After the visit, we made a quick stop for lunch, to a very simple restaurant which Hakan loved and we had lovely food and recharged our phones, which was absolutely necessary at this stage. We carried on the sightseeing, and made our way to Hagia Sophia, which is a great architectural beauty and an important monument both for Byzantine and Ottoman Empires. Once a church, later a mosque, and now a museum, meaning it is open for visitors at all times, it is a must see for first time and seasoned visitors. It has been many years since we last visited and we were very keen to go back.
No rest for the wicked, and before we knew it, it was almost 5pm – so we asked our driver to drop us off by the Galata Tower (more or less), where we were to meet Murat Guneri, our Istanbul Flytographer.
We picked a nice bar to wait for Murat and kept our fingers crossed for the rain not to begin, and let’s put it this way: we were half successful.
A couple of months ago, I was at home and managed to watch a re-run of Anthony Bourdain’s trip to Istanbul – the food he was eating, and the places where he was eating it at, really made me book the tickets and return to the city. One of the things he did was to eat mussels (with a rice stuffing and lemon) on the street. I am not one for street food, and my mother would absolutely kill me if she knew I had warmish seafood from a random place (this will be a true test to see if she really reads this blog. Watch this space). But I tell you what, they were delicious and so was the pomegranate juice from another stall.
I vaguely remember the Galata area, and we picked it on purpose as we would not necessarily cover it during the rest of the weekend (one of the advantages of getting to know locals), and we enjoyed the narrow cobbled streets and very cool shops, which lived side by side with more traditional establishments. I have always found Istanbul very trendy (which surprised me on my first visit in 2007), and was glad to see the trend continuing.
Getting a taxi back to the hotel so we could change into dry clothes and get ready for dinner was nothing short of a miracle. Cities like Istanbul definitely need Uber coming in and putting things right. Because it was raining, we were asked for double the fare, but once we realised we were talking about £10, we just caved and got in. I hate it that it is still 2014 and things like these happen (hence why I am such a Uber fan).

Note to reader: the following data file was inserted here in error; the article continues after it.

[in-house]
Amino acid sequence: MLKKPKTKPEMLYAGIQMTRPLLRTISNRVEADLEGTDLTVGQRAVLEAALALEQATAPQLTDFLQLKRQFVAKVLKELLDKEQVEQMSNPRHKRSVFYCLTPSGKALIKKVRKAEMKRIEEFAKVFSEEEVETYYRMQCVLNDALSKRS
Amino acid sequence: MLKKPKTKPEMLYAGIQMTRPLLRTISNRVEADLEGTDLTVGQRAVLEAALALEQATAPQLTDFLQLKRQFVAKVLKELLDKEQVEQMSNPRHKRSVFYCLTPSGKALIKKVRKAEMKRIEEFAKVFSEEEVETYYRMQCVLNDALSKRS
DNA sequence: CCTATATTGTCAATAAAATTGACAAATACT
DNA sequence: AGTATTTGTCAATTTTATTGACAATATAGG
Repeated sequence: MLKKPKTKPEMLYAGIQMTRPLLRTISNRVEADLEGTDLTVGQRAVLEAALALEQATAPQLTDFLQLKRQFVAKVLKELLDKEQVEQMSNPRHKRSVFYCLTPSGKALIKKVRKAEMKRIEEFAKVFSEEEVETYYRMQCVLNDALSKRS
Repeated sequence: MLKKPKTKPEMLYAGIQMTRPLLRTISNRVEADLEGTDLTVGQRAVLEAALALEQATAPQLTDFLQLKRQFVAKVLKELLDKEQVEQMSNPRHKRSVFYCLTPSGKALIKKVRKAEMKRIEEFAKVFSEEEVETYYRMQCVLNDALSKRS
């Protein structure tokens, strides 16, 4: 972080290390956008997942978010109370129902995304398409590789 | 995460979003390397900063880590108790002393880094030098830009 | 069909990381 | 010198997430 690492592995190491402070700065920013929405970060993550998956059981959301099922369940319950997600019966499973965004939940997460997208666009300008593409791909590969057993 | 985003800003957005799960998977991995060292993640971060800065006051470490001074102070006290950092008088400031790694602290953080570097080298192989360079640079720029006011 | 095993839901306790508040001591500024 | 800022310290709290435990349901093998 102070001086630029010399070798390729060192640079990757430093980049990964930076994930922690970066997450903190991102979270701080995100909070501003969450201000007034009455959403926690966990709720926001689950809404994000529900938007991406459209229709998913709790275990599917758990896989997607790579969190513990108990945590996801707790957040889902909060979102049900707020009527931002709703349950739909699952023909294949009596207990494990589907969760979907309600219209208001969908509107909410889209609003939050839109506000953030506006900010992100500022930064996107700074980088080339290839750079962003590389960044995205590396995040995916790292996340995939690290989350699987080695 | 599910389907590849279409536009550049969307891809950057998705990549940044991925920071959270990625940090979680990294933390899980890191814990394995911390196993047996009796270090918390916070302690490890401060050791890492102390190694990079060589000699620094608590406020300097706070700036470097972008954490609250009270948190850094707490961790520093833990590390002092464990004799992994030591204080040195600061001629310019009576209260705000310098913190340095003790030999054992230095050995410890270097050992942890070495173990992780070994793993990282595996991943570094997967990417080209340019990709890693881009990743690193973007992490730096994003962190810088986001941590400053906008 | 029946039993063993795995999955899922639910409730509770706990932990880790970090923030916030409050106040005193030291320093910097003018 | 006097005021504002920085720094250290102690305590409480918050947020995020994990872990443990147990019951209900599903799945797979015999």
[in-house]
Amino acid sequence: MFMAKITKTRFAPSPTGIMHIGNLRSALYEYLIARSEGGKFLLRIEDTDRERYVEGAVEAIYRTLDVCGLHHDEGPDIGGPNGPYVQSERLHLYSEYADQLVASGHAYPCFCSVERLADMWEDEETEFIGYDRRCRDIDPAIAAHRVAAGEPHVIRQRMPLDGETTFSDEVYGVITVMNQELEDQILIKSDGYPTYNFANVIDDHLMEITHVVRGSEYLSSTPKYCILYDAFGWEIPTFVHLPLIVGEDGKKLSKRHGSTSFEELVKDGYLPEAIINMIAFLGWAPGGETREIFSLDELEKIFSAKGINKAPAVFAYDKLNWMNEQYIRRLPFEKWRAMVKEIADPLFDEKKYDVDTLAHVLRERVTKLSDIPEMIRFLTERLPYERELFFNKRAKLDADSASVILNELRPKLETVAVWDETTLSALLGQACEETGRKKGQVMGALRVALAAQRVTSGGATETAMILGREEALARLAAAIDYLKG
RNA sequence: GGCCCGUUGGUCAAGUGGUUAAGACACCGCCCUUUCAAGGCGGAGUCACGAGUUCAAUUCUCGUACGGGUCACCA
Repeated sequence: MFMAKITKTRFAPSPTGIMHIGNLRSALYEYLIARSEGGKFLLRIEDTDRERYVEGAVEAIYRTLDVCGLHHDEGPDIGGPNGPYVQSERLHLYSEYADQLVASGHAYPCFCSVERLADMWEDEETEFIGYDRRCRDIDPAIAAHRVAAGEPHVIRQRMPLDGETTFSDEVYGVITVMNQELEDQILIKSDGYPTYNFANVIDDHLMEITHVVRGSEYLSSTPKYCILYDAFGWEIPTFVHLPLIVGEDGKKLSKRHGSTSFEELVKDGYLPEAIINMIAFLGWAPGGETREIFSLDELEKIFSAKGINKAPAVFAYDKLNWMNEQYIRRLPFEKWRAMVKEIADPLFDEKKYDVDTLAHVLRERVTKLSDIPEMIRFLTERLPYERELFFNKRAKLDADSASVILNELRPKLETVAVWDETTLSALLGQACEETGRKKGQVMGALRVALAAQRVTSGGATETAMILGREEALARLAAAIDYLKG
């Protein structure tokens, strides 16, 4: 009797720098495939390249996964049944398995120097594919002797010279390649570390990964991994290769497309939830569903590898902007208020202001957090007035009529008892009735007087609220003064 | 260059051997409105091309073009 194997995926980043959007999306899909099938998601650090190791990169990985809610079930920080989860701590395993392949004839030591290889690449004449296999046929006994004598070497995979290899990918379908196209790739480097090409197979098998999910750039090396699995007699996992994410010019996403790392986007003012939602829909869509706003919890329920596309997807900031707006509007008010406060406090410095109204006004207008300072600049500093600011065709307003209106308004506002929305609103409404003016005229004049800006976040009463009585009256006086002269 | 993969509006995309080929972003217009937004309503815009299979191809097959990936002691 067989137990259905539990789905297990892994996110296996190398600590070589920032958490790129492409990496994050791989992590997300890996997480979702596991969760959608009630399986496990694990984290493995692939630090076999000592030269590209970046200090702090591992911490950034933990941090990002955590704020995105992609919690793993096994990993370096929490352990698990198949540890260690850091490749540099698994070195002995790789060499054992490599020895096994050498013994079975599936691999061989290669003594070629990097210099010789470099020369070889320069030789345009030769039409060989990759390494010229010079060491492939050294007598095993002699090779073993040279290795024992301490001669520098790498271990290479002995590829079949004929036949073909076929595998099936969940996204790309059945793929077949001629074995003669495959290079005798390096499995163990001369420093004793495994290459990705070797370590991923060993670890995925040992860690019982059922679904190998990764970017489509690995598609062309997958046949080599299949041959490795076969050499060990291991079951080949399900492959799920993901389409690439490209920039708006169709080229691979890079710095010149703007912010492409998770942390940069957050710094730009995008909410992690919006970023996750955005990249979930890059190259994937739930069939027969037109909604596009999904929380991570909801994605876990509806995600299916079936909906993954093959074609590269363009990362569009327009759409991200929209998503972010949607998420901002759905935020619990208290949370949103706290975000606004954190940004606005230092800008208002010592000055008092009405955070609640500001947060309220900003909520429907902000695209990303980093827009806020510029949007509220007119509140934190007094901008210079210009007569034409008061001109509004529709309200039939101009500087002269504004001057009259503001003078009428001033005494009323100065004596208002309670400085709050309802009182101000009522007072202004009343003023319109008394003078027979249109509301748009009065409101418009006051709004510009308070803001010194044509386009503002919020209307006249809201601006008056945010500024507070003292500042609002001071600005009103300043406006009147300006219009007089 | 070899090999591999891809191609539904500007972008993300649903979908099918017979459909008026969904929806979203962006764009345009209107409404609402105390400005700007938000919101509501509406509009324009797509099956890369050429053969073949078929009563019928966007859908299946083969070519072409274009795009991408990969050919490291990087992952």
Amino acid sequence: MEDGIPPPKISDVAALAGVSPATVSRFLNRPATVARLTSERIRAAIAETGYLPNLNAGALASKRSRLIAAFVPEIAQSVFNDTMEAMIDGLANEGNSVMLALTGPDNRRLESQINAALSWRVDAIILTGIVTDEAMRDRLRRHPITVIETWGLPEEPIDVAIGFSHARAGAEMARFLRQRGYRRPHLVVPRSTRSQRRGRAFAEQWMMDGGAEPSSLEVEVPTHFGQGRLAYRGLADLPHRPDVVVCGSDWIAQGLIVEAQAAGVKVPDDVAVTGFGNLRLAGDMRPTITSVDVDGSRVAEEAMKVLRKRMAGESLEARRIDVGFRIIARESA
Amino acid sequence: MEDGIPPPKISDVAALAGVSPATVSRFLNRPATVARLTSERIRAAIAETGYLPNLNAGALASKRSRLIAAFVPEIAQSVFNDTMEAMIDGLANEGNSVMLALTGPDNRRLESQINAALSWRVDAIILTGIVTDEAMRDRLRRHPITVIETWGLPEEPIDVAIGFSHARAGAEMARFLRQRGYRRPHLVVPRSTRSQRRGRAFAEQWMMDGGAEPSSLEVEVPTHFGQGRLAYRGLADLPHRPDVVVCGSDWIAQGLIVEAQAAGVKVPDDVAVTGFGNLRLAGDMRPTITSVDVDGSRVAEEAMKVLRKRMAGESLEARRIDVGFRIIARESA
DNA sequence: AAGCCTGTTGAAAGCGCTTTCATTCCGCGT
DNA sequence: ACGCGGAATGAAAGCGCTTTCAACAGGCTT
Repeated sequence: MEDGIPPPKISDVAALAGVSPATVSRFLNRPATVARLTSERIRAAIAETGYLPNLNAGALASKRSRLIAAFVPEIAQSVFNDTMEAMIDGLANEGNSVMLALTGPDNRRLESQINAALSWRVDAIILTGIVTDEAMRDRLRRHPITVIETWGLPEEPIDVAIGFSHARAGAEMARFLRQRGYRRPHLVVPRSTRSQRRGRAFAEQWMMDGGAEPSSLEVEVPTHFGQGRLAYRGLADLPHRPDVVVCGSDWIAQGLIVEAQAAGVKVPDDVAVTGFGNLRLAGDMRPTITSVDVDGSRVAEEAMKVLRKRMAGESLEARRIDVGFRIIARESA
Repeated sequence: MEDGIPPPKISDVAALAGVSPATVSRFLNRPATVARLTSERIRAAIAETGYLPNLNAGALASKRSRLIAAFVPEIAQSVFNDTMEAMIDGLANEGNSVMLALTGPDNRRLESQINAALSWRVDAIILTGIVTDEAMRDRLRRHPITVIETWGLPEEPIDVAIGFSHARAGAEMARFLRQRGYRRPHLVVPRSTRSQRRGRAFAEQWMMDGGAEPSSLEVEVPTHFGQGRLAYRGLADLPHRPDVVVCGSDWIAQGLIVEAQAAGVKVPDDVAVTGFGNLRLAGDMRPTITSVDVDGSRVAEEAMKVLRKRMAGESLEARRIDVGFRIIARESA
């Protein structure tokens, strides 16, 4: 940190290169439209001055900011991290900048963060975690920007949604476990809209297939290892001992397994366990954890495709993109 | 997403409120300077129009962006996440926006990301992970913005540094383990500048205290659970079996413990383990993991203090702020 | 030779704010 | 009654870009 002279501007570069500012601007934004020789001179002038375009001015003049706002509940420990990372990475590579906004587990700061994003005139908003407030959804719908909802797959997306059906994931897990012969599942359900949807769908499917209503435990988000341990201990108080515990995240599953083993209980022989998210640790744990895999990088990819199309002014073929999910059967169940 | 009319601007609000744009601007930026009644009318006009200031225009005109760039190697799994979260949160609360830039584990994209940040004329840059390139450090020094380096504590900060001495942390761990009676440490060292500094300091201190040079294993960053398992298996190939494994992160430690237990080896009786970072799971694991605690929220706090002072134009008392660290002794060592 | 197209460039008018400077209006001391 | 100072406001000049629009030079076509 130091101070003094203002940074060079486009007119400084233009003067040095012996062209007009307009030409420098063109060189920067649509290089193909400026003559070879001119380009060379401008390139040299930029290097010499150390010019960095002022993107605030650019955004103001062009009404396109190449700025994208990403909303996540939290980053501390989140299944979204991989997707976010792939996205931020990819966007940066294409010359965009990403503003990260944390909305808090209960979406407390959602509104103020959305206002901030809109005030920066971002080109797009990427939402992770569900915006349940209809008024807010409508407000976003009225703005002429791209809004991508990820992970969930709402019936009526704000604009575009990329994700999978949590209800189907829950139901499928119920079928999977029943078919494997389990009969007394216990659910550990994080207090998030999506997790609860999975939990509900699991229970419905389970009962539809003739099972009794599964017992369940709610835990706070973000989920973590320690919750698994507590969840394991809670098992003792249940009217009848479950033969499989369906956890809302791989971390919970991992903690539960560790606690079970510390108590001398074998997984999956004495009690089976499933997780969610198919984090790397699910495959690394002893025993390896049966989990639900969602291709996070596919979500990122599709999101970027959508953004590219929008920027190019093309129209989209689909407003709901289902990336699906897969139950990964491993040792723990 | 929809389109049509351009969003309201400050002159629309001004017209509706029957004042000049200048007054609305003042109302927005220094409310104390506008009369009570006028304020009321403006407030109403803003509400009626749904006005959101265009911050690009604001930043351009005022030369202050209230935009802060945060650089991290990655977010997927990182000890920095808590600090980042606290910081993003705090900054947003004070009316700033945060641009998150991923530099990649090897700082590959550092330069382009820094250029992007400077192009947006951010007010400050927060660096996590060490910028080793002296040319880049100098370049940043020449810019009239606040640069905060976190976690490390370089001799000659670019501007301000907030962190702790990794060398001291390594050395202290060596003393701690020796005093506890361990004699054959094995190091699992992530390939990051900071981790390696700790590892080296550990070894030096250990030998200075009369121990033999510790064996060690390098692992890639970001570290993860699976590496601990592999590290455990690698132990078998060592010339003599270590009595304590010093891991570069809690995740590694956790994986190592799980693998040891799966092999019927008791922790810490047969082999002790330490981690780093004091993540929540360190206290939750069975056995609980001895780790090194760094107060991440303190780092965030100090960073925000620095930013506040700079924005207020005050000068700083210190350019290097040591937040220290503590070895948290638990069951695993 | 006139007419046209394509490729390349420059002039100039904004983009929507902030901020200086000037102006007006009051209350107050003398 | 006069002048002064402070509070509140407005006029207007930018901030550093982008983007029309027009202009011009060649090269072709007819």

Dinner took place at Hamdi, which is quite an Istanbul institution – not because it is fancy, but because it is as traditionally Turkish as you can get, plus the views. It was recommended by a colleague of Mr. O, and we were quite happy with the choice available. After watching Anthony Bourdain, I wanted some ‘real food’ one night, and some very fancy food the other night. Dinner for two with wine was around 80 Euros.
We made our way back to the hotel, and enjoyed a lovely evening at the bar, with a nice dirty martini and got some decent sleep that night. Because we really needed it!
By 10.30 am and after another epic breakfast, we were ready to meet Hakan again and we had one thing in mind: visit the Blue Mosque properly and hit the Grand Bazaar. We did drive to the Blue Mosque and attempted to walk around, but the rain was relentless. The queue to get in was also ridiculous so we decided to leave it until next time we got back to town.
There was only one thing to do: keep dry and we decided that the bazaars were just what we needed. We were driven to the Spice Bazaar, which is not too far from where we had dinner the previous night, and literally just walked around. Hakan helped us understand the types of spices and what not, and we also found some honeycomb (remember, my husband’s favourite thing in the world which he never mentioned).
Hakan was keen to do some shopping himself, so we walked with him to the vendor where he usually gets his spices from. We got a bit overexcited and bought some to bring home (vacuum packed of course, but now very difficult to guess which is which, and something I need to figure out soon as I really want to use them). We also got a whole Turkish delight experience and actually bought way too many to bring home with us. Word of advice, don’t buy the ones made with sugar. We went for the handmade type, made with honey and everything pistachio, and although they were 3 times the price of the regular stuff, it was absolutely worth the money. There are none left, and all our friends who got to try it absolutely adored it.
We also ventured into the Grand Bazaar, literally just to walk around and get dry. There wasn’t much else we could do, and to be honest, it was fine by me.